If our travel budget were not already AWOL, we would be landing in Lake Charles right about now for the Chenier Plain Symposium  Jan. 8–9 hosted by the Coalition to Restore Coastal Louisiana. Many of the major people in coastal restoration will be there, talking about some technical but very important topics, such as the function of wetlands in damping down hurricane storm surges and about how Louisiana needs multiple lines of defense. 
Those who can get over to Lake Charles should definitely make the trip. Bloggers who can help spread the word are encouraged to write it up—and celebrate the CR heroes such as Steven Peyronnin, John Lopez, Carlton Dufrechou, and Paul Kemp, among others. Click here for the symposium agenda .
In the CRCL’s own words:
The symposium is a two-day conference to address the scientific, policy and stakeholder issues relevant to expediting comprehensive coastal protection and restoration opportunities in Southwest Louisiana. The symposium is also designed to address many of the preliminary issues anticipated in the Southwest Coastal Louisiana Study authorized by Congress in WRDA 2007. There will be approximately 20 presentations by experts in their field from both Louisiana and Texas discussing the history of the Chenier Plain, the resources available for restoration, successes and failures in restoration techniques, innovative new ideas for restoration and protection, community resiliency, wildlife and fisheries issues, and hurricane impacts form both Hurricane Rita and the recent impacts of Hurricane Ike.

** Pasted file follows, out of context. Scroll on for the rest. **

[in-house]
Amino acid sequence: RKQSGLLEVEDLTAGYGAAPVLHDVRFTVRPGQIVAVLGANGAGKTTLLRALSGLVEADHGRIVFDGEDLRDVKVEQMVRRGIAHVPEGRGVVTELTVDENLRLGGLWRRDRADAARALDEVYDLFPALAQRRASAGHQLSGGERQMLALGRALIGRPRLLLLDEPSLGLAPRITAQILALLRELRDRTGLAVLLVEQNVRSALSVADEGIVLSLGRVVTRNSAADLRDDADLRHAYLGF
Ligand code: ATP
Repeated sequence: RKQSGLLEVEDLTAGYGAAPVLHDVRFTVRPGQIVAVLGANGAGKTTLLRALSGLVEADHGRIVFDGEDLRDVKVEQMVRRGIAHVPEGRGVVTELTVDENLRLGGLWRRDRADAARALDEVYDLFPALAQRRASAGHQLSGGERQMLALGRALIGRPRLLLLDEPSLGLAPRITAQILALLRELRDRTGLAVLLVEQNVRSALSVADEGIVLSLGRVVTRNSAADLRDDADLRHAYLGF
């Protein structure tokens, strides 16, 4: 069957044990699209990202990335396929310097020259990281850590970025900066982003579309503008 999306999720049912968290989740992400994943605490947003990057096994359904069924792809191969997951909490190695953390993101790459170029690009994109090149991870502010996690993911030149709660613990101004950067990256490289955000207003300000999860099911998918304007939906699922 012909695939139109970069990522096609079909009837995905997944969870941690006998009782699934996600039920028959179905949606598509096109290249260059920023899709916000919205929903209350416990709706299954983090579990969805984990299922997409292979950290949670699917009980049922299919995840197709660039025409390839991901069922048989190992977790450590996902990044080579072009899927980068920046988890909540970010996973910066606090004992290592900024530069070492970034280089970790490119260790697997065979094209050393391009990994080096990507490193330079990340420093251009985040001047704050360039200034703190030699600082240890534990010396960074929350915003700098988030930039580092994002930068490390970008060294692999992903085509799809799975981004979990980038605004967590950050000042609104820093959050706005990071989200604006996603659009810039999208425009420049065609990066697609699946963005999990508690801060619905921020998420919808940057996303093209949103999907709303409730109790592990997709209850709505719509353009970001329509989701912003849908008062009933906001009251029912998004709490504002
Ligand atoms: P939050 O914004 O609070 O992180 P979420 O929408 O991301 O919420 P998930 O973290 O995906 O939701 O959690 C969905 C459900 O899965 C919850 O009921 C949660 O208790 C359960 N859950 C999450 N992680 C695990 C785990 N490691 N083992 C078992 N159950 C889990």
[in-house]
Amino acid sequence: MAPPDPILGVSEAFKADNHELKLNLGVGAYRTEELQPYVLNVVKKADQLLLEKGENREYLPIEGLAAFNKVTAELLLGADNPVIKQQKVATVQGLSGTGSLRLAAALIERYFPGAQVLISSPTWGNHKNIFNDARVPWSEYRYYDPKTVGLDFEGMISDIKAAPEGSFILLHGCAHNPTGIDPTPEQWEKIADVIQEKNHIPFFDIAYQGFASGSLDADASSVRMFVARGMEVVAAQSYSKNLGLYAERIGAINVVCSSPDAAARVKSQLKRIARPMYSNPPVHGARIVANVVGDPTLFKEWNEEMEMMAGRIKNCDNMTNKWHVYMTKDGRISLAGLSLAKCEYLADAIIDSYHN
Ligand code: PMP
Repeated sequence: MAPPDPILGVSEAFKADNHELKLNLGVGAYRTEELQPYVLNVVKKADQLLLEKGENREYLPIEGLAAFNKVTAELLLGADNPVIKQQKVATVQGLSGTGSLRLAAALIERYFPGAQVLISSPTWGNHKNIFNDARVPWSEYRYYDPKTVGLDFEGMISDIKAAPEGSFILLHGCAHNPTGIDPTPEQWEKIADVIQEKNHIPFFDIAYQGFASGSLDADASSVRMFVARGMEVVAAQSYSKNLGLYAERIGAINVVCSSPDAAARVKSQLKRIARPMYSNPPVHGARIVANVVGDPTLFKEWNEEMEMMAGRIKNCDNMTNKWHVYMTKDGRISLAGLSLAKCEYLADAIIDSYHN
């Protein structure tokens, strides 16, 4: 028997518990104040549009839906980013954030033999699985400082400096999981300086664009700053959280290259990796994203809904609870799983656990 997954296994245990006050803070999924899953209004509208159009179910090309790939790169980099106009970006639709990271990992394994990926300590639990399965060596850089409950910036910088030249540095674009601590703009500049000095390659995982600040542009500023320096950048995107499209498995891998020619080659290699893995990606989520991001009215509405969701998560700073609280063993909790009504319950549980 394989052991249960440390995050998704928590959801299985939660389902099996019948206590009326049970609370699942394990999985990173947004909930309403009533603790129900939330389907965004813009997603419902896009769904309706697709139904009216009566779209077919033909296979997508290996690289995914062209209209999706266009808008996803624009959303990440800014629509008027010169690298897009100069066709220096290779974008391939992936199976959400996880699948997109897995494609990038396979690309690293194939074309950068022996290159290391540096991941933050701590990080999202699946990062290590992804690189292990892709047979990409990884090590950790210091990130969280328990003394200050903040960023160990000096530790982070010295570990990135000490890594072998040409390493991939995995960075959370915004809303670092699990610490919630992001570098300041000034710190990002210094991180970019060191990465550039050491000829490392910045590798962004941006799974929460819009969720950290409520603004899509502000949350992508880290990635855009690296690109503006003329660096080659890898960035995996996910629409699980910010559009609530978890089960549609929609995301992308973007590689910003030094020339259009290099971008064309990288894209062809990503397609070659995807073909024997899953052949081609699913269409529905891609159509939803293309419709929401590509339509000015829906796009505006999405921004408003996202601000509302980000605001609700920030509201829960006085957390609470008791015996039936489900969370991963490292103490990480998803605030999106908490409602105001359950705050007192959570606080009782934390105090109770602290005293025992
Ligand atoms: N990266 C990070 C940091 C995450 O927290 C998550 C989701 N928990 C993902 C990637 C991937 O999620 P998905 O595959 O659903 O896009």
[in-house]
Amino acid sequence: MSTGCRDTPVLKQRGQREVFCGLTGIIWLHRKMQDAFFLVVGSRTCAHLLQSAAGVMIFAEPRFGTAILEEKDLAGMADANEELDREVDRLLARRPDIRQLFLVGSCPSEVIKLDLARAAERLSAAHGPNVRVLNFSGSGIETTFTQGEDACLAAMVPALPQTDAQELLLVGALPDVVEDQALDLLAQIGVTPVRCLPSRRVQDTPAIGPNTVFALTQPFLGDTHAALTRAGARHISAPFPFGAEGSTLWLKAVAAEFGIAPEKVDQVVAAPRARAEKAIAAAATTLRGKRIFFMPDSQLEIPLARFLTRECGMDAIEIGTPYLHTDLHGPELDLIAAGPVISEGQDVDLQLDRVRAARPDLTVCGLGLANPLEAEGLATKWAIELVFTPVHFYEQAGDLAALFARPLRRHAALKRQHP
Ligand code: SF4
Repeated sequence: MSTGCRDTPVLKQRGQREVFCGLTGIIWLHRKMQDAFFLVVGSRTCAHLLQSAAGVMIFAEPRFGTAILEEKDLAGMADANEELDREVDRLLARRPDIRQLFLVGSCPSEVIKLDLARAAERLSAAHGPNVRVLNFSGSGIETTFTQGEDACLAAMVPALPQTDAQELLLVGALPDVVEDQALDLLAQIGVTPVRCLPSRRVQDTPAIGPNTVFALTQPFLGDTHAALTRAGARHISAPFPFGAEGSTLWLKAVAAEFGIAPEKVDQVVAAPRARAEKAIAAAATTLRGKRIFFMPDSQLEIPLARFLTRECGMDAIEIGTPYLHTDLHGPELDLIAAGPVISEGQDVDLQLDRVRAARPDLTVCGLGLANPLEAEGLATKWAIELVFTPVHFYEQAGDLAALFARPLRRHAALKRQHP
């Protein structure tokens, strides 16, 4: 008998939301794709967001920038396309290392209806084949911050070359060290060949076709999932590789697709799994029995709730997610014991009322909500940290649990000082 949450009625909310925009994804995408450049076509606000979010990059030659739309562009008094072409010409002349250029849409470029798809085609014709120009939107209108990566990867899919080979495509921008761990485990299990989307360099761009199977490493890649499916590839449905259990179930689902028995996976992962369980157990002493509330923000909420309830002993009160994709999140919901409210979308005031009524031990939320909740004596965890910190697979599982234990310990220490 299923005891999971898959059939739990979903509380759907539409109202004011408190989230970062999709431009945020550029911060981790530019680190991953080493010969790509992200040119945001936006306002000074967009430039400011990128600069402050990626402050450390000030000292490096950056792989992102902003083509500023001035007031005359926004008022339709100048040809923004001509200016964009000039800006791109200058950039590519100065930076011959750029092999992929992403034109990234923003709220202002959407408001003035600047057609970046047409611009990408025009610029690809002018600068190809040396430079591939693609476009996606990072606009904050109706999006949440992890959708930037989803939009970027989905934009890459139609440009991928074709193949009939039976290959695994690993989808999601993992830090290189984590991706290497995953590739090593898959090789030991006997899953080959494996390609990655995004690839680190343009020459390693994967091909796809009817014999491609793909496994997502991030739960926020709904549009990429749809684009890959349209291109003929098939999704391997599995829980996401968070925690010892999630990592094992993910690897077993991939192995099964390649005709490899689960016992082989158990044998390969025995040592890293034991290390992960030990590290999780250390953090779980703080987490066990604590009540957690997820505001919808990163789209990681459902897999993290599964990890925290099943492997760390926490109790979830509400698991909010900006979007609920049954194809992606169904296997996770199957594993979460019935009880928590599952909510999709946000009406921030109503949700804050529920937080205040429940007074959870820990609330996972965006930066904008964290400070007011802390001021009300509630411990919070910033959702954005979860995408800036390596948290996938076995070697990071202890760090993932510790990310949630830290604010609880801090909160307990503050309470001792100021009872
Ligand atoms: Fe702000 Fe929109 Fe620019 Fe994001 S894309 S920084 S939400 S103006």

The Chenier Plain encompasses six basins and extends from Vermilion Bay, Louisiana west to East Bay, Texas. The Chenier Plain was built during the last 4,000 years by sediment discharged from the Mississippi River to the Gulf of Mexico that were then reworked by Gulf Coast wave action and deposited on the gulf shoreline into chenier ridges and interior marshes. The Chenier Plain wetlands in Louisiana and Texas naturally function very differently than the coastal wetlands found in southeast Louisiana. The Deltaic plain functions with a significant estuarine gradient. In contrast, the Chenier Plain is dominated by processes constantly shifting sediment parallel to the shore and limiting the interaction of the gulf with interior marshes. Human alterations to the landscape have drastically changed the natural processes that built the land and open up the interior marshes to salinity and storm surge impacts. The impact of Hurricane Rita resulted in 111 square miles of land loss, which accounts for 32% of the land loss in this area in over 50 years (Barras et al. 2008).